Screen dimming


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Not sure about this. I am sometimes getting screen dimming and brightening when I minimise an application and the screen is only showing, it becomes brighter. Is this normal behaviour? I am running my laptop on battery power a lot of the time. I actually noticed this especially when I selected the waterfall landscape background in W7.

I have Intel HD Graphics 4600 and NVIDIA Geoforce 710M graphics drivers. My laptop is the Toshiba Satellite C50-A490. I had to install all the operating system and drivers myself as the laptop is sold with DOS only.

Is there any good free hardware test software that would tell me if I have a GPU, graphics card or other problem? I am certainly hoping and anticipating that this isn't a hardware problem but it would at least put my mind at rest.

Many thanks for any advice.
 
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Easy way to tell if it's the battery: plug it into an A/C adapter and see if the problem persists. Laptops are very aggressive about saving power to extend battery time. Also look at the options under power management to see what settings are in place for dimming the screen. If it is an old laptop, the battery or the light that is embedded in the screen could be aging. However, you wouldn't expect those to consistently react to something like minimizing a window; it should affect everything. The symptoms you describe aren't something I would expect to be related to graphics hardware or drivers. They don't know the "meaning" of the screen activity, like minimizing a window; it's all just one big picture.

It could be something like a screen color calibration utility. Photoshop and some other graphics manipulation software come with such utilities (Photoshop's is called Adobe Gamma Loader, and gets auto loaded at startup). It could be that when the computer goes into screen saver mode, that is not calibrated and you could see a brightness difference. If you're talking about just the normal desktop background, pictures do have differences in overall brightness. A picture with deeper or darker colors will make the screen look less bright. How big a difference are you seeing (serious brightness difference, similar to the screen going into low brightness, power saving mode while idle)?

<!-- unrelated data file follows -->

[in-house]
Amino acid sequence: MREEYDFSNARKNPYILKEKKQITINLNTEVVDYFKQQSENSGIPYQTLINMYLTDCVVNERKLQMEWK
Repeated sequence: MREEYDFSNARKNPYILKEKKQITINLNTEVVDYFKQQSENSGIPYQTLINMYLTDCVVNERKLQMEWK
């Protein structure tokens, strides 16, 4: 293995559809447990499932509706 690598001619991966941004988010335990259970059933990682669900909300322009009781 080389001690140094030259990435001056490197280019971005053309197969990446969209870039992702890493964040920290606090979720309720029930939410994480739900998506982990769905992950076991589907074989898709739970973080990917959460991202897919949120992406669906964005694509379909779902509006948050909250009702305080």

Another possibility: some screens have a live auto-adjustment to optimize the image. See if yours has something like that and try turning it off.

edit: Trainable man is fast. He responded while I was writing. That dynamic contrast was what I was referring to in the previous sentence.
 
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Thanks a lot for the feedback. The difference isn't great but it's noticeable. If it's a software or Toshiba setting I'm not worried, and it may very well be a battery saving issue, but I wouldn't mind doing a comprehensive test of all the hardware anyway. The laptop is new so this is a good opportunity to do it.

Can you recommend any good free software for this?
 
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In terms of the screen dimming, just look at things like whether it happens when you are on A/C power, disabling screen dimming in the power management options, and disabling dynamic contrast (just to see if it stops).

Years ago, I used some free diagnostic tools. I'm hesitant to recommend one now because I haven't used any current offerings and can't speak from experience. If you don't get any recommendations from other members, try posting a new thread specifically about that (people with good recommendations might not have found the topic of this thread relevant).
 
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I think there was a difference using AC power but I will need to double check and there are screen dimming options which I will test but probably leave as default. Actually I don't really mind screen dimming but was just concerned about a potential hardware fault.

Nevertheless if I don't get a recommendation here for a diagnostic tool I may post a new thread on this. Toshiba have a PC Diagnostic Tool which inclides 'Display' but I don't think it's particularly comprehensive.

Another issue I have is understanding how to preserve battery life. I tend to run this new laptop down to 10% and then charge. When it gets to 100% I then remove the plug. I am doing this as it's a new laptop and my 10 year old laptop was constantly plugged in and now has a very poor battery life (two new posts needed then?!...).
 
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If you want input on battery life, it's probably best to start a new thread.

With older laptops that used NiCad batteries, it was a good idea to do what you are doing to minimize memory effect. If your laptop uses lithium or NiMH batteries, memory effect isn't an issue. BTW, if your 10 year old laptop is still on the original battery, short battery life isn't because of leaving it plugged in. You're doing good if you get 5 years of life from pretty much any kind of battery.
 
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